Buy or sell stocks in 2018?

Stocks in 2018 continue to be bright in the short term as their frantic climb higher continues this year.  The S&P 500 is already up 5.6% so far this year.   That’s on top of the phenomenal 19.4% rise last year.

This trend will likely continue for a while longer as there are a number of positive forces fueling stocks higher.  First and foremost, the US economy continues to power higher.

Growth came in at a reasonably healthy 2.6% in the fourth quarter. Furthermore, preliminary estimates from the Federal Reserve estimate growth will come in at around a robust 4.2% in the first quarter.

This is truly exceptional economic performance.   Moreover, it is backed up by a wide array of economic data that shows virtually every sector of the economy is picking up steam.

On top of that, President Trump and the Republican Party passed a tax cut bill that will likely boost growth further in the short term.  This tax cut is particularly beneficial to large businesses because it cuts their taxes from 35% down to 21%.

A growing economy coupled with corporate tax cuts is great news for large corporations.  This means the shares of large companies listed on S&P 500 have ample room to run higher.

But there is a storm brewing longer term.

Stocks in 2018 will get hit as interest rates rise

The Federal Reserve (Fed) has announced plans for three more interest rate hikes in 2018.  Assuming the minimum quarter point raise, three more rate hikes would add up to a 0.75% rise by the end of next year.

That may not sound like very much.  But actually, it’s a very big deal.

That’s because it will move real interest rates (nominal rates minus inflation) from negative to positive for the first time since the 2008 global financial crisis.  This is a monster sea change.

A new generation of consumers and investors has emerged that has never had to worry about the cost of capital.

Thousands of businesses and millions of consumers are going to have to make a huge adjustment, and not all of them will get it right.  This is just one way jerking the rug out from under a market addicted to cheap money can cause an earthquake.

Retiring the vast mountain of money printed since 2008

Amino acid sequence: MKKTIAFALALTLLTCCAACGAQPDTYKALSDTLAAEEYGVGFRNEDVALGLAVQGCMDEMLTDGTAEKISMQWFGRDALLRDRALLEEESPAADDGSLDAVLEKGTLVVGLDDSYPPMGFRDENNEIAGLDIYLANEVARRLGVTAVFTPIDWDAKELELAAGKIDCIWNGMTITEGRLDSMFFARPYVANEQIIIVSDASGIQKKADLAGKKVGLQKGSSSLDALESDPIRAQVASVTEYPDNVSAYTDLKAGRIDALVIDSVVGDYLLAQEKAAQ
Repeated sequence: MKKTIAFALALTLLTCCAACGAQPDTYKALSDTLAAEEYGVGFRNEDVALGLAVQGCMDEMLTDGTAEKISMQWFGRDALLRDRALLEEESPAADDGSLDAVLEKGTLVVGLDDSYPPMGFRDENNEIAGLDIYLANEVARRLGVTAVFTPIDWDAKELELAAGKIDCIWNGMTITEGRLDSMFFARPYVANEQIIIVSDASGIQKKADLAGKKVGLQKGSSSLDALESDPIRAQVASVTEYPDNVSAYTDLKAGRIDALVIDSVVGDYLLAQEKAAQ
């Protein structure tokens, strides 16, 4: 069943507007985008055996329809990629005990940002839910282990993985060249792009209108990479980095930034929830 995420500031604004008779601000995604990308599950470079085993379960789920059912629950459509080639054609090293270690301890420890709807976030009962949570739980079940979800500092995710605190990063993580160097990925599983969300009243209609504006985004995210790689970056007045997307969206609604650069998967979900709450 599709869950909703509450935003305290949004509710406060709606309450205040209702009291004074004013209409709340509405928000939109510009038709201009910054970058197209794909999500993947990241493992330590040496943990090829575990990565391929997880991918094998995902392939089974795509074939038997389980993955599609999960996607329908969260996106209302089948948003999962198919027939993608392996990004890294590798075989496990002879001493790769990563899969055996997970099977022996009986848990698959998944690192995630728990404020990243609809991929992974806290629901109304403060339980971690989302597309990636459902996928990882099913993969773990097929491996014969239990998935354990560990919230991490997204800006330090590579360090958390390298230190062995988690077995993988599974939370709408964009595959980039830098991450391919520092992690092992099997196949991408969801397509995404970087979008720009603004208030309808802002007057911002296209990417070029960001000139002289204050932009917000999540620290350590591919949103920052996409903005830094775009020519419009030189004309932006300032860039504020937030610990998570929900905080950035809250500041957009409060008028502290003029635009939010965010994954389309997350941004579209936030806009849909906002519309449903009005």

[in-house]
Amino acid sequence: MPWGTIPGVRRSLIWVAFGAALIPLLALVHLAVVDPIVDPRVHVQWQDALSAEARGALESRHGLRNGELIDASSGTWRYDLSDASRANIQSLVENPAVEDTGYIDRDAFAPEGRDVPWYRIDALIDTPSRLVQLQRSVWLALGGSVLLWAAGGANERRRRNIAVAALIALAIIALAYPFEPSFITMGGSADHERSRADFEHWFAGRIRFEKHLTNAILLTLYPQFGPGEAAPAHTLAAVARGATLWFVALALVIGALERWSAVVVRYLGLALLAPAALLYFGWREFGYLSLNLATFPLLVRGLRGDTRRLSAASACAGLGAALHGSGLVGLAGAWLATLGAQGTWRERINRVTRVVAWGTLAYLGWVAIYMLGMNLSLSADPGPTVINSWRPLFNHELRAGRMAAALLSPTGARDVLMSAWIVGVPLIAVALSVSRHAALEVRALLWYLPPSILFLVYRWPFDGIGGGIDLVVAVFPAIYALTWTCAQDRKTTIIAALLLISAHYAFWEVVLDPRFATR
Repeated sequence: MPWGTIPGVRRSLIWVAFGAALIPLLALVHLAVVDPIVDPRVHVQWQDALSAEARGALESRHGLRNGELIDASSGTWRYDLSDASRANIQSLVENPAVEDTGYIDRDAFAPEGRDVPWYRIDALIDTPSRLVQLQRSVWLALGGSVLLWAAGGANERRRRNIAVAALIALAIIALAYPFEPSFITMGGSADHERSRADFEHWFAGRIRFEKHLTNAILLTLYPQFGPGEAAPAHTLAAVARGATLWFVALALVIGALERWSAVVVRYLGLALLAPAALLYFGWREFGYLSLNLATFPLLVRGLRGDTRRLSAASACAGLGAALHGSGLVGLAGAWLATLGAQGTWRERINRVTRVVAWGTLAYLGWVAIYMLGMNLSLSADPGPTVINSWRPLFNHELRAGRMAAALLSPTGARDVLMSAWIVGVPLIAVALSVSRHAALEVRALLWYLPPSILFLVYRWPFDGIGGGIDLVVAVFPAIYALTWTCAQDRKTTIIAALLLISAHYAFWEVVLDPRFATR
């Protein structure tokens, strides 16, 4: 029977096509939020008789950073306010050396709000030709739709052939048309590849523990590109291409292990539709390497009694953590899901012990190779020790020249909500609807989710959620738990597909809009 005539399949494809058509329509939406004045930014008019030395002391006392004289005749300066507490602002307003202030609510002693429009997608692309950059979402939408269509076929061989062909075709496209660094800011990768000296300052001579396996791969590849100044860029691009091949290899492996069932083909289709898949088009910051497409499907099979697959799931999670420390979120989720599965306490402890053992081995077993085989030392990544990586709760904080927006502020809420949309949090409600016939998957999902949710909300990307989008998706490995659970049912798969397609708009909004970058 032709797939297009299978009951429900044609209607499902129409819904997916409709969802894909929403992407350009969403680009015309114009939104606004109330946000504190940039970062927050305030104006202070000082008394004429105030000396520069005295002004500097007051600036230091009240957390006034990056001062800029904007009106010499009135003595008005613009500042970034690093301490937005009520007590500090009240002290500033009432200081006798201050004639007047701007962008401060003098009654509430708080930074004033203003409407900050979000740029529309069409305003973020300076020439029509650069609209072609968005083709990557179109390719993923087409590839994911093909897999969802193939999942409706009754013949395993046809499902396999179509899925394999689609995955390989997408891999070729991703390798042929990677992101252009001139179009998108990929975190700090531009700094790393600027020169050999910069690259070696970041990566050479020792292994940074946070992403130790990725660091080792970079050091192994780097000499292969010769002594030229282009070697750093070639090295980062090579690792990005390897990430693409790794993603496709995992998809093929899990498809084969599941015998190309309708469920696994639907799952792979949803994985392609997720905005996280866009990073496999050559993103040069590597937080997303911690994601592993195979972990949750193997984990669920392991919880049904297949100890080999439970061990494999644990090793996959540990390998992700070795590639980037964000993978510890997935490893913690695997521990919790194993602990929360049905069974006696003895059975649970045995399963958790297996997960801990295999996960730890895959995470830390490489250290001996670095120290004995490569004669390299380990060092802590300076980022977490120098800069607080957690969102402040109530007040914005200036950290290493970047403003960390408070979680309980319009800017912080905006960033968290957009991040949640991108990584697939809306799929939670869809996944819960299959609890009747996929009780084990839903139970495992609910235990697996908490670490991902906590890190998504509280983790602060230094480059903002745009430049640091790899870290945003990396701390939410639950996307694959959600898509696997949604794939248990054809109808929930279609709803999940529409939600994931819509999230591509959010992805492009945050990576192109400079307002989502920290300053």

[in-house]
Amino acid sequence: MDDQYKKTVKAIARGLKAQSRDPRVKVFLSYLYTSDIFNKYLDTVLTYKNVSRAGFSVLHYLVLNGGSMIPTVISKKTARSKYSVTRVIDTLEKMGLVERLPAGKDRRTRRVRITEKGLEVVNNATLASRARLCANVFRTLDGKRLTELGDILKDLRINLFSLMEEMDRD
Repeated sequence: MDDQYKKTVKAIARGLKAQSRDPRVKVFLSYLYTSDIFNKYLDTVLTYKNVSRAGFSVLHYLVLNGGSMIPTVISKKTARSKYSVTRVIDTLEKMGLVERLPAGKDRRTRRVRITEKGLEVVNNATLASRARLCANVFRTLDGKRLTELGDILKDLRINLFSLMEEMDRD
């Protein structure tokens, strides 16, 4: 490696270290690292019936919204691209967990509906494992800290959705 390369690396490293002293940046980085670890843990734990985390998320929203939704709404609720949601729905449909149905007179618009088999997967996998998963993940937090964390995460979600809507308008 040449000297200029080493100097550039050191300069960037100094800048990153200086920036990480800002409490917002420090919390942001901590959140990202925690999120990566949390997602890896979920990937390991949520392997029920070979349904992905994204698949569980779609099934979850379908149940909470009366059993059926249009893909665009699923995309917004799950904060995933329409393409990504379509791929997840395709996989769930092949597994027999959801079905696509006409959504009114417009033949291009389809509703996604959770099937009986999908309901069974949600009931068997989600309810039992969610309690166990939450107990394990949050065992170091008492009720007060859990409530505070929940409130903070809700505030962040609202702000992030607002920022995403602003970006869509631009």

The Fed has been goosing the market with trillions of dollars in freshly-printed money for the better part of a decade.  This has pumped up bubbles in the stock market, real estate and just about every other asset class under the sun.

Indeed, the S&P 500 price-to-earnings ratio stands at a nose-bleed 26.4-times earnings.  The only time in history it’s been higher is before the Dotcom bubble of 2001.

But this bubble will deflate later this year as the Fed finally ramps up pulling easy money out of the markets.  Last year, the Fed announced the sale of $10 billion of the mountain of Treasuries and mortgage-backed securities it bought with freshly printed money.

Doing this effectively removes this money from the US financial system.  These liquidations will continue, gradually increasing to US$50 billion per month by the end of next year.  Or, US$600 billion on an annual basis.

These plans illustrate a central conceit common to central bankers all over the world.  They think they can dial market bubbles up and down at will, like a thermostat.

This is not going to be the case this time.  Asset prices (including the stock market) are unsustainably over-valued.  Even the smallest pin-prick from rising interest rates or tightening of monetary policy will be enough to trigger a correction.

A stock market collapse is not out of the question either if an untimely crisis hits markets as sentiment starts turning.   Accordingly, savvy investors need to start pulling in their horns now as the stocks in 2018 gets worse as the year goes on.

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Al Basoglu

I am a financial services professional with over a decade of experience in various roles. I've lived and worked abroad in 5 different countries while pursuing personal and professional challenges. My interests include markets, history and different cultures. I tend to weave all of my interest into my analysis and articles.

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